Children's Corner: Try these page-turners for that reluctant reader
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Got a reluctant reader in your family? Try one of these fast-paced, high-interest adventure stories:
He may not be quite as popular as Harry Potter, but Alex Rider definitely is one of the major stars in the children's book world. As his many fans know, Alex Rider is the teenage spy created by British author Anthony Horowitz, who has detailed Alex's thrilling adventures in a series of best-selling novels.
In his latest mission, "Snakehead" (Philomel, $17.99), the 14-year-old Alex picks up -- literally -- where his last book, "Ark Angel," left off. That book ended with Alex fleeing from the bad guys in a spaceship, and, as "Snakehead" begins, the spaceship has splashed down off the coast of Australia, and Alex is rescued by the authorities there.
But these aren't just any authorities -- they are the Australian Secret Service. And, of course, they've got a job for Alex: infiltrate and, they hope, incapacitate, the terrorist organization known as Scorpia. Fans of the series know that Alex was orphaned and unwittingly pulled into the spy world after the death of his uncle/guardian and, despite his many successes, he's ready to put it behind him. But the Australian spymasters offer him an irresistible incentive -- the chance to work with Ash, his long-lost godfather. Ash was close friends with Alex's parents, who also were spies, and saw them perish in a mission gone awry.
Desperate for more information about his past, Alex agrees to pose as Ash's son. And so the two begin a dangerous journey into the heart of Scorpia, a worldwide organization that uses gangs, known as "snakeheads," to smuggle weapons, drugs and people. As always, the mission doesn't work as planned, and Alex is forced to rely on his wits, courage and the latest gadgets supplied by British intelligence to escape a harrowing death at the hands of a doctor who deals in human body parts.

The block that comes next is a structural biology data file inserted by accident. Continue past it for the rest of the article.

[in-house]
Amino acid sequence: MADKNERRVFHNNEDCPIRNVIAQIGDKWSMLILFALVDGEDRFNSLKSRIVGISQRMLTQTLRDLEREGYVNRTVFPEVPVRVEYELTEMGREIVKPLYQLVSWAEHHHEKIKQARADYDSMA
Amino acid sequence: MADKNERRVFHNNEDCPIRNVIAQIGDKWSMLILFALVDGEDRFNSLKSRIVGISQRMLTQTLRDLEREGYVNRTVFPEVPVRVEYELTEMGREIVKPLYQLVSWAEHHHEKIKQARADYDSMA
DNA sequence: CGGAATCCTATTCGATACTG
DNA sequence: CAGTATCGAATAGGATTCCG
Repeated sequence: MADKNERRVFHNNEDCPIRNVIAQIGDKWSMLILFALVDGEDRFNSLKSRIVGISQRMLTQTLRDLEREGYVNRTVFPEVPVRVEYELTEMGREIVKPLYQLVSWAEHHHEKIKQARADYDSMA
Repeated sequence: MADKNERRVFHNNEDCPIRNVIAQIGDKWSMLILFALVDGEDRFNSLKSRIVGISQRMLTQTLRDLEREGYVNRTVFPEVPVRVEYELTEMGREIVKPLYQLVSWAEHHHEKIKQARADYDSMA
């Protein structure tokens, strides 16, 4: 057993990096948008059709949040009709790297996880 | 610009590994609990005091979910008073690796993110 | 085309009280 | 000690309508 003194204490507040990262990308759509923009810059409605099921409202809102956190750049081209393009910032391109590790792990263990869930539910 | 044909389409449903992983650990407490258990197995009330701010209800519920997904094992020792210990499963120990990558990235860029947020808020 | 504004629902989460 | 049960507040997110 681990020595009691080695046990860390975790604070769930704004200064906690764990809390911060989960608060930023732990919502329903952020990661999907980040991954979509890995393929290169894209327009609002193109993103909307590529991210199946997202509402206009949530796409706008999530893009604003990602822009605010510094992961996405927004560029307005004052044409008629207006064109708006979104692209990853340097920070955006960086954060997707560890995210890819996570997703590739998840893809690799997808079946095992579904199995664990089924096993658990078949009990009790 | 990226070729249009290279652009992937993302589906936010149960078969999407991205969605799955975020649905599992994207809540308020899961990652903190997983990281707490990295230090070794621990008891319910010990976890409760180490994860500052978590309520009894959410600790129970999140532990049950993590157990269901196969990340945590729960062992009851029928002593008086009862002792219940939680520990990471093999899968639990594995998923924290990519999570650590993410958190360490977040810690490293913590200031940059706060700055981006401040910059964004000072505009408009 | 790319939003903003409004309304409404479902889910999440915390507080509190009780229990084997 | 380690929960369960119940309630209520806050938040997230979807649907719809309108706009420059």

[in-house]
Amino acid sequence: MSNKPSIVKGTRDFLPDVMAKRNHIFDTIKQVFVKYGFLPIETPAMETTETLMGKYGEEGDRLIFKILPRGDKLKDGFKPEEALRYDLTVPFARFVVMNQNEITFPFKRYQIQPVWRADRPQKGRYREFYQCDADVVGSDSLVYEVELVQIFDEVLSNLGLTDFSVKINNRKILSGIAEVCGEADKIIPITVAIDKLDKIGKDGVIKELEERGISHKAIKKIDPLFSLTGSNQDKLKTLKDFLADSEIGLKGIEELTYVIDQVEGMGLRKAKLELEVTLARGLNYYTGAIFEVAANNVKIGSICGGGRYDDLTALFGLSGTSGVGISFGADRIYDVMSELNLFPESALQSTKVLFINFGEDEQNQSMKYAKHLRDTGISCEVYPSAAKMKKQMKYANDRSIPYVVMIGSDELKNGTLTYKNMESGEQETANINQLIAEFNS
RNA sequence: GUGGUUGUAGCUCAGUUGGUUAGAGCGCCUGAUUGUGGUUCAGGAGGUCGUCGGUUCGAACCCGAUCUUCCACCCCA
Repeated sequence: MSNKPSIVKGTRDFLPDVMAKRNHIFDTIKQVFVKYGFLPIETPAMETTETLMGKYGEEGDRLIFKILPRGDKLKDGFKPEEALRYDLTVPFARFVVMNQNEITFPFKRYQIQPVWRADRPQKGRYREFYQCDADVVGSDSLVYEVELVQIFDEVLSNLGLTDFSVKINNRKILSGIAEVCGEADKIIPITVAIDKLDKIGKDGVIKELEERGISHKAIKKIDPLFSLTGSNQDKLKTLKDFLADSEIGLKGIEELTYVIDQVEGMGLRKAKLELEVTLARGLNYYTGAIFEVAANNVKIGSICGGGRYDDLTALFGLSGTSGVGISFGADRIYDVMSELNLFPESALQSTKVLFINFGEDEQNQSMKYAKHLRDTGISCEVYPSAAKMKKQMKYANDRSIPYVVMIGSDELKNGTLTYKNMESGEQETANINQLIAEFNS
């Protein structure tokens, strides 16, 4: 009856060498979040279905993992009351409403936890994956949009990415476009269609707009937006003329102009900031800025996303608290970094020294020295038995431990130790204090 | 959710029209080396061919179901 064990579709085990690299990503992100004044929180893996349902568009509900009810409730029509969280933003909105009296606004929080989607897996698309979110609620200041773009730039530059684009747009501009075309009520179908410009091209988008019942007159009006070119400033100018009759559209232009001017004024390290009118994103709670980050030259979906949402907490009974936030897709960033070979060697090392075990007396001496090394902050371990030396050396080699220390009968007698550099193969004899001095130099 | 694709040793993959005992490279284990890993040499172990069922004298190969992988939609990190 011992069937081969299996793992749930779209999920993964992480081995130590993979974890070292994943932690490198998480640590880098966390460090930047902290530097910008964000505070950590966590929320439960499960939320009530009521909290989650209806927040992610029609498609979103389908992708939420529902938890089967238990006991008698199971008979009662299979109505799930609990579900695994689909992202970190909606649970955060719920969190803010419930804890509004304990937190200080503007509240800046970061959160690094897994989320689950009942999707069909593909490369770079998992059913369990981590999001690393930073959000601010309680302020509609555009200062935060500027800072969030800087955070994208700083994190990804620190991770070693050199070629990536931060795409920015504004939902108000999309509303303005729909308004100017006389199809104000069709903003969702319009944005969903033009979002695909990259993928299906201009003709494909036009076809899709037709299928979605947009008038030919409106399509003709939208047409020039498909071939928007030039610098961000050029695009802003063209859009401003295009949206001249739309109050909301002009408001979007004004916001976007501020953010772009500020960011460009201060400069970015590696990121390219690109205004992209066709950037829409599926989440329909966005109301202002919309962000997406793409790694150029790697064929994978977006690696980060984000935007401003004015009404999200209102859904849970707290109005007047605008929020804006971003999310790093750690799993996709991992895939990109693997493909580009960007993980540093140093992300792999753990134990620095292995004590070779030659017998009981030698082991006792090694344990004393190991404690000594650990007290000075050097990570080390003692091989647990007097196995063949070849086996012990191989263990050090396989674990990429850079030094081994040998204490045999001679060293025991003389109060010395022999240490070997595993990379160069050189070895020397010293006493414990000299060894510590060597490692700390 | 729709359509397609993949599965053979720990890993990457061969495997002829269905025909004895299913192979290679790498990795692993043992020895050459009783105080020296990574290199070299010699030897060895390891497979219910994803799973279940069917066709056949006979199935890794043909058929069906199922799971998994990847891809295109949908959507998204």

Horowitz is a master storyteller who will have readers zooming through the pages to see what happens next. But Alex's quest to learn about his parents adds additional complexity and emotional depth to "Snakehead." As a result, fans of the series may find that "Snakehead" is their favorite book yet. Those unfamiliar with the series also will enjoy the book and likely will want to read the other volumes in the series to catch up with Alex's past adventures. (Ages 10 up.)
Longtime sports reporter John Feinstein won the 2006 Edgar award for best young-adult mystery with his first book for young readers, "Last Shot: A Final Four Mystery," in which two eighth-grade reporters ferret out a major college sports scandal.
Feinstein followed quickly with a sequel, "Vanishing Act," in which the two reporters, Stevie Thomas and Susan Carol Anderson, work to solve the mystery behind the disappearance of a star Russian player at the U.S. Open.
Now, Stevie and Susan Carol make a third appearance in Feinstein's latest book, "Cover-Up" (Random House, $19.99). Set at the Super Bowl, this book -- a nice blend of sports, mystery and romance -- finds the now-14-year-old reporter-sleuths uncovering a nasty scandal involving some players' illegal use of a growth hormone. Once again, Feinstein takes readers right into the heart of a major sports event, as Stevie and Susan Carol rub shoulders with all kinds of celebrities and cope with deadline pressures in their reporting roles as they work to solve the mystery.
Readers also will be intrigued by Stevie and Susan Carol's growing romantic relationship, which is threatened at the beginning of the book when Stevie is fired from the television sports program he and Susan Carol host. After some initial challenges, the two end up back together as they work to expose the illegal doping scandal. Let's hope that Feinstein plans to write further volumes in this crowd-pleasing series. (Ages 10 up.)
Other new page-turners include:
• Celebrated young-adult author Robert Lipsyte has written a winner in "Yellow Flag" (HarperCollins, $16.99). Here, he tells the story of how Kyle Hildebrand must choose between the music he loves and the expectations of his NASCAR-racing family. (Ages 12 up.)
• Author Roland Smith tells a tale of danger and intrigue in "Elephant Run" (Hyperion, $15.99), in which 14-year-old Nick Freestone must travel to safety through the jungles of Burma in World War II. (Ages 10-14.)
• Adult-thriller writer Jack Higgins teams with Justin Richards to detail how 15-year-old twins Rich and Jade Chance try to rescue their long-lost spymaster father while saving the world's oil supply in "Sure Fire" (Putnam, $16.99). (Ages 12 up.)
First Published November 20, 2007 12:00 am